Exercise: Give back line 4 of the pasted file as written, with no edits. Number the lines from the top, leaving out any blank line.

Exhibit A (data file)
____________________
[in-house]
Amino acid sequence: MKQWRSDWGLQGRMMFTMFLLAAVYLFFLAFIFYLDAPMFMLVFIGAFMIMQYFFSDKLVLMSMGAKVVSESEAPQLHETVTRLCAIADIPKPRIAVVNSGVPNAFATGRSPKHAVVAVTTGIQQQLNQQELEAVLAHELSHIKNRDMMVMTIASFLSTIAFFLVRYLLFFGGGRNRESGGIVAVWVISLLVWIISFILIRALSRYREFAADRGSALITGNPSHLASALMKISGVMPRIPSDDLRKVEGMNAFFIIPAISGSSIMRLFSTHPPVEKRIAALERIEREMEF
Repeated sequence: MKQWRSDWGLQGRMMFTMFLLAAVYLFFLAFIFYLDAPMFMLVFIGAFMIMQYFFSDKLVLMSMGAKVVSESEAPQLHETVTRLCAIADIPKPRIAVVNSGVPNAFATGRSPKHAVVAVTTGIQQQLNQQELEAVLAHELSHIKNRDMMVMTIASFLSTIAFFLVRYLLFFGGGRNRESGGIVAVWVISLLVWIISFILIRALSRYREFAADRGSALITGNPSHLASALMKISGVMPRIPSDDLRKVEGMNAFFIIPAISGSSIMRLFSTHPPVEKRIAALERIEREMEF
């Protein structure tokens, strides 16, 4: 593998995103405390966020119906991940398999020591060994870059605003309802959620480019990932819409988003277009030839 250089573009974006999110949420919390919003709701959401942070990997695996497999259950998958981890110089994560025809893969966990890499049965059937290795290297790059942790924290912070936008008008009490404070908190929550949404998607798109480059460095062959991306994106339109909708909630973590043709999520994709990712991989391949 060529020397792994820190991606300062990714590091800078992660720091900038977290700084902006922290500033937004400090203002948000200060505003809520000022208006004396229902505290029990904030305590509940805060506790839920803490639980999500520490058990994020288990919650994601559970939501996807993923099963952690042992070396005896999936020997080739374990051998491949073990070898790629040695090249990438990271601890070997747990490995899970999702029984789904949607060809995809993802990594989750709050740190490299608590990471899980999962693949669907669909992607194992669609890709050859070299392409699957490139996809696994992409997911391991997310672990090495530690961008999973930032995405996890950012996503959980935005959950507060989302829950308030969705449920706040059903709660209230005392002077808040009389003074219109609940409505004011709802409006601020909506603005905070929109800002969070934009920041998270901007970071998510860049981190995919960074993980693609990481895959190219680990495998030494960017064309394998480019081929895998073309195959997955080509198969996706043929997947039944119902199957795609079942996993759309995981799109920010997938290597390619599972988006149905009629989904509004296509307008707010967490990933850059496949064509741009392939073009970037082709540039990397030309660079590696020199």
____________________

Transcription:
């Protein structure tokens, strides 16, 4: 593998995103405390966020119906991940398999020591060994870059605003309802959620480019990932819409988003277009030839 250089573009974006999110949420919390919003709701959401942070990997695996497999259950998958981890110089994560025809893969966990890499049965059937290795290297790059942790924290912070936008008008009490404070908190929550949404998607798109480059460095062959991306994106339109909708909630973590043709999520994709990712991989391949 060529020397792994820190991606300062990714590091800078992660720091900038977290700084902006922290500033937004400090203002948000200060505003809520000022208006004396229902505290029990904030305590509940805060506790839920803490639980999500520490058990994020288990919650994601559970939501996807993923099963952690042992070396005896999936020997080739374990051998491949073990070898790629040695090249990438990271601890070997747990490995899970999702029984789904949607060809995809993802990594989750709050740190490299608590990471899980999962693949669907669909992607194992669609890709050859070299392409699957490139996809696994992409997911391991997310672990090495530690961008999973930032995405996890950012996503959980935005959950507060989302829950308030969705449920706040059903709660209230005392002077808040009389003074219109609940409505004011709802409006601020909506603005905070929109800002969070934009920041998270901007970071998510860049981190995919960074993980693609990481895959190219680990495998030494960017064309394998480019081929895998073309195959997955080509198969996706043929997947039944119902199957795609079942996993759309995981799109920010997938290597390619599972988006149905009629989904509004296509307008707010967490990933850059496949064509741009392939073009970037082709540039990397030309660079590696020199």